Carbon emissions rise for second year, putting green targets in doubt

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Emissions of carbon dioxide (CO2) have risen for the second successive year, prompting concern that the Government may not meet its targets for tackling climate change.

Emissions of carbon dioxide (CO2) have risen for the second successive year, prompting concern that the Government may not meet its targets for tackling climate change.

Brian Wilson, the Energy minister, warned against complacency yesterday in the fight against global warming. The new statistics showed that CO2 emissions had gone up by at least 2m tons in each of the past two years.

The rise in 2000 and 2001, which followed a sharp fall during the 1990s, was due to the increased use of coal by power stations. The Government said more coal was being used because of a rise in the price of gas, which is now falling, as well as "colder weather in the winter months".

But Friends of the Earth called on ministers to act urgently to tackle emissions and said their policies on preventing global warming were in disarray. "This shows that the Government has not got carbon dioxide emissions under control," said Roger Higman, the group's climate campaigner.

"The Government has been touting itself as a world leader on climate change action – if Tony Blair wants to maintain this position at the Earth Summit in Johannesburg, Government must act to tackle these rising emissions now."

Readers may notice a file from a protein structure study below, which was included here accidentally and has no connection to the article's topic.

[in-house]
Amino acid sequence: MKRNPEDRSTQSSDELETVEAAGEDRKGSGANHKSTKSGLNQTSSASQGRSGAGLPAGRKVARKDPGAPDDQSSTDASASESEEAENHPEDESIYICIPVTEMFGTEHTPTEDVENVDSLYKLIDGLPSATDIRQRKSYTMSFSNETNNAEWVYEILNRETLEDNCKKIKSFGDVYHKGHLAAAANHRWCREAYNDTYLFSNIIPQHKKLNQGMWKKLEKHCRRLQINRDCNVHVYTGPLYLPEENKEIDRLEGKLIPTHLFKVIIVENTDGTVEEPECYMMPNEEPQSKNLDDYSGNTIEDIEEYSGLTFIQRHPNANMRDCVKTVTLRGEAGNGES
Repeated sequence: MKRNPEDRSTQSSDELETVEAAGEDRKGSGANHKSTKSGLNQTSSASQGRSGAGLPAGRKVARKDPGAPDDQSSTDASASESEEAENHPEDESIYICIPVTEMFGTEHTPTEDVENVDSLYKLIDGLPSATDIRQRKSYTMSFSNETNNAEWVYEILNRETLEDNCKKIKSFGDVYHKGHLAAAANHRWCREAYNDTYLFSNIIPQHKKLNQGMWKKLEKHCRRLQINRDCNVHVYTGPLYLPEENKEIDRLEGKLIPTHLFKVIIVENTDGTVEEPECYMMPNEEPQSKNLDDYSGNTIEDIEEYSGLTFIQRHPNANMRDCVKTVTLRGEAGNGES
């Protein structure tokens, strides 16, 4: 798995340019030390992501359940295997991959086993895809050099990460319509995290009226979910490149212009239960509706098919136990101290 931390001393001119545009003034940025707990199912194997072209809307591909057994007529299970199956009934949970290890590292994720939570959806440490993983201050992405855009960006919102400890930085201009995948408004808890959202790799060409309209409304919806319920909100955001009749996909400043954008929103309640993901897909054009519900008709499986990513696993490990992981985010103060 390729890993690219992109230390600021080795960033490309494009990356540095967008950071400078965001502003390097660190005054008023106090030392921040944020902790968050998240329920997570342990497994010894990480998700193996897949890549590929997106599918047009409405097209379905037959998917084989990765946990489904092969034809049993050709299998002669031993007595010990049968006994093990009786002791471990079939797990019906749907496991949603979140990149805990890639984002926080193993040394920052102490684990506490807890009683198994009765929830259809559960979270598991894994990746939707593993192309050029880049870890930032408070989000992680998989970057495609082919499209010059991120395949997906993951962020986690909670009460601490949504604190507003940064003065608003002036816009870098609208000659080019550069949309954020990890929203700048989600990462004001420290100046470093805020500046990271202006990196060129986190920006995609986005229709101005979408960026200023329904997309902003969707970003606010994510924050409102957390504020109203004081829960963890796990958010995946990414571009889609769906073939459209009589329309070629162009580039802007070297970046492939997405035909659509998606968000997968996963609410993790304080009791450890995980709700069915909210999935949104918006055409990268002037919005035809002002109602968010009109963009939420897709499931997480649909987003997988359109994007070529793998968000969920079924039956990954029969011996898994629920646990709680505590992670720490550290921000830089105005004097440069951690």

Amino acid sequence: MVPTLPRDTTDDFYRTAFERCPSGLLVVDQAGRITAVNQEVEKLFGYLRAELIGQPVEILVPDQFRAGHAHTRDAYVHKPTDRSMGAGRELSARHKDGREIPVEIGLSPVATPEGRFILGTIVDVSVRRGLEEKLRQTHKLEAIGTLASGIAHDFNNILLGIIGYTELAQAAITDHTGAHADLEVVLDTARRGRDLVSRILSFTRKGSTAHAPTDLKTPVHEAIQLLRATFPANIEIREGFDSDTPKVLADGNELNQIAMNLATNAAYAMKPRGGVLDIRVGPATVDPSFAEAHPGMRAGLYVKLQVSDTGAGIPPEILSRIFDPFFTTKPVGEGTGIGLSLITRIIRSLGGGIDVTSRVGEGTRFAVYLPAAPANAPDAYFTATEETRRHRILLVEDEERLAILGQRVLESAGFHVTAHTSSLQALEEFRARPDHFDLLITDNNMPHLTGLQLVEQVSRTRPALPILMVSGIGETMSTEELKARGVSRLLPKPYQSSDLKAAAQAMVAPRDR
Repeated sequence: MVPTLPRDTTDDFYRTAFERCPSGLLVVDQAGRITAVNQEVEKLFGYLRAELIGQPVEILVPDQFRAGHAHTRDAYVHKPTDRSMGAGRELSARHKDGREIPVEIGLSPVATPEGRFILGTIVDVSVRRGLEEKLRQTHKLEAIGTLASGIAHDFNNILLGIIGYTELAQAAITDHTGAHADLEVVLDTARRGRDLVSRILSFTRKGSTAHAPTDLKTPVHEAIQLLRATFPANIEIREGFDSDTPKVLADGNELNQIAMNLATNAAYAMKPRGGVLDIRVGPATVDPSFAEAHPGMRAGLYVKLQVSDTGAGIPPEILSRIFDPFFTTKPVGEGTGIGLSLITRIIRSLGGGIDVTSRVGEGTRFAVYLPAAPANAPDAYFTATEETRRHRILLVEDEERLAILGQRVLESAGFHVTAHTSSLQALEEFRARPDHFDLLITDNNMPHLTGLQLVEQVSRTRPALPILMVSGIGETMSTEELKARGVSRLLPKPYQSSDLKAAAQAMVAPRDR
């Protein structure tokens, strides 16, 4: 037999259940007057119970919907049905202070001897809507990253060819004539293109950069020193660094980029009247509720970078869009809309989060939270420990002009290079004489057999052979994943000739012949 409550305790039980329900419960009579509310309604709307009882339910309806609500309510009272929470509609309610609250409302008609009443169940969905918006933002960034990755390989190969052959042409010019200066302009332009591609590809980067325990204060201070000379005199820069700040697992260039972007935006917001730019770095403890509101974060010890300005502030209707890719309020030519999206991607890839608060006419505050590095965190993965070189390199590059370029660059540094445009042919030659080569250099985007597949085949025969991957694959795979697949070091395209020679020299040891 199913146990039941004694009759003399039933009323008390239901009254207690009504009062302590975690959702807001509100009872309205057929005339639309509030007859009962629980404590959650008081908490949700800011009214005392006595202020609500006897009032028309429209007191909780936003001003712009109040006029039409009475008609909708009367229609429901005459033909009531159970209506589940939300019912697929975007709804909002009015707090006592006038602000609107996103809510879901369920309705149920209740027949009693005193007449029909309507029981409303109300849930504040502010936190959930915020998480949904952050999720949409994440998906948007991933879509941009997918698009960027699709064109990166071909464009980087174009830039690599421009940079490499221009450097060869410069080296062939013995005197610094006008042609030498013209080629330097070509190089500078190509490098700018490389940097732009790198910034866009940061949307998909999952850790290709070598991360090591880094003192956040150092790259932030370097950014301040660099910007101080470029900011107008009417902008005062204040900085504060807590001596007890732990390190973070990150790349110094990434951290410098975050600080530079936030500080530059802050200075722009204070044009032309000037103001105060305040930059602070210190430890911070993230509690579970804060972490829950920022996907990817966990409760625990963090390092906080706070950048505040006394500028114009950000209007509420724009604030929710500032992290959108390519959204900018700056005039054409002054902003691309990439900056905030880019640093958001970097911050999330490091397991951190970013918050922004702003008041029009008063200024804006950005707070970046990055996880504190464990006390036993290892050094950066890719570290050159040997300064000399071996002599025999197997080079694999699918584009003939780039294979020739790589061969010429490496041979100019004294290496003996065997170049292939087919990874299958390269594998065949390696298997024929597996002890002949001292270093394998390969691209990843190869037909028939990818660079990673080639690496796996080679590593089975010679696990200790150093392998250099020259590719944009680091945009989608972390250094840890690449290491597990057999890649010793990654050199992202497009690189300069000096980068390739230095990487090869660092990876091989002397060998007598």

The Government has already met the target set at the Rio summit to keep greenhouse gas emissions below 1990 levels by 2000.

But it has set itself a more ambitious goal of cutting carbon emissions by 20 per cent compared to 1990 levels.

Yesterday's figures showed that there had been a 6 per cent fall overall in carbon emissions since 1990, but an increase for the years 2000 and 2001 of 0.5 per cent and 0.4 per cent. In 1999, 150.8m tons of CO2 were produced in Britain. Emissions rose to 152.1m tons in 2000 and to 154.4m tons in 2001.

Mr Wilson admitted that Britain faced "a real and tough challenge" to meet its environmental targets. "For anyone who might have grown complacent, these figures demand that we must do more to address our environmental obligations," he said. "We need greater energy efficiency and more renewable energy. Energy companies should continue to help customers become more fuel efficient."

The Liberal Democrats warned that the Government's failure to take more action to encourage renewable energy could lead to further rises in CO2 in the long term. "The rising trend is indicative of how reductions created by the dash for gas may have masked a wider failure to invest in green technologies and renewable energy," said Malcolm Bruce, the Liberal Democrat's shadow Environment Secretary.

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